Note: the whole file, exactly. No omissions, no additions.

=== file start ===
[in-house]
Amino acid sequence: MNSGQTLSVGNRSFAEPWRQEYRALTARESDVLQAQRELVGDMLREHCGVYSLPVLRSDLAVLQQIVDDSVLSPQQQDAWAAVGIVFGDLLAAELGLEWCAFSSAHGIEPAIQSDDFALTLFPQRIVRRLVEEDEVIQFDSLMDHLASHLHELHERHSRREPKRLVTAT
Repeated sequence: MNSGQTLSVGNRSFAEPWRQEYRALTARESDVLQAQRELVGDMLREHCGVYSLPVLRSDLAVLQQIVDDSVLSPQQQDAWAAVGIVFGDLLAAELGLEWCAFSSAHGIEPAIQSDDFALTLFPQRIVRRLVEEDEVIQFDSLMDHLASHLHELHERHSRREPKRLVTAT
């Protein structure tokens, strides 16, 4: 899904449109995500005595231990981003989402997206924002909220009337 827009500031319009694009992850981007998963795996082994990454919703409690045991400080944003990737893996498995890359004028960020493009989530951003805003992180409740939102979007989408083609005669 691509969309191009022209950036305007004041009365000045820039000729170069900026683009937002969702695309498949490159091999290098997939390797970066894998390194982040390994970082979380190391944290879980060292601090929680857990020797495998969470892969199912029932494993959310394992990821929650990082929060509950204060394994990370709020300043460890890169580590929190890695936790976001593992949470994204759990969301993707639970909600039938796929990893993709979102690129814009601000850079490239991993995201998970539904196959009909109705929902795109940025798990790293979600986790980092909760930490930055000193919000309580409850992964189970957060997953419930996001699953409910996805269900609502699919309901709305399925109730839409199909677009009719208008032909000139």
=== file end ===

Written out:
[in-house]
Amino acid sequence: MNSGQTLSVGNRSFAEPWRQEYRALTARESDVLQAQRELVGDMLREHCGVYSLPVLRSDLAVLQQIVDDSVLSPQQQDAWAAVGIVFGDLLAAELGLEWCAFSSAHGIEPAIQSDDFALTLFPQRIVRRLVEEDEVIQFDSLMDHLASHLHELHERHSRREPKRLVTAT
Repeated sequence: MNSGQTLSVGNRSFAEPWRQEYRALTARESDVLQAQRELVGDMLREHCGVYSLPVLRSDLAVLQQIVDDSVLSPQQQDAWAAVGIVFGDLLAAELGLEWCAFSSAHGIEPAIQSDDFALTLFPQRIVRRLVEEDEVIQFDSLMDHLASHLHELHERHSRREPKRLVTAT
């Protein structure tokens, strides 16, 4: 899904449109995500005595231990981003989402997206924002909220009337 827009500031319009694009992850981007998963795996082994990454919703409690045991400080944003990737893996498995890359004028960020493009989530951003805003992180409740939102979007989408083609005669 691509969309191009022209950036305007004041009365000045820039000729170069900026683009937002969702695309498949490159091999290098997939390797970066894998390194982040390994970082979380190391944290879980060292601090929680857990020797495998969470892969199912029932494993959310394992990821929650990082929060509950204060394994990370709020300043460890890169580590929190890695936790976001593992949470994204759990969301993707639970909600039938796929990893993709979102690129814009601000850079490239991993995201998970539904196959009909109705929902795109940025798990790293979600986790980092909760930490930055000193919000309580409850992964189970957060997953419930996001699953409910996805269900609502699919309901709305399925109730839409199909677009009719208008032909000139």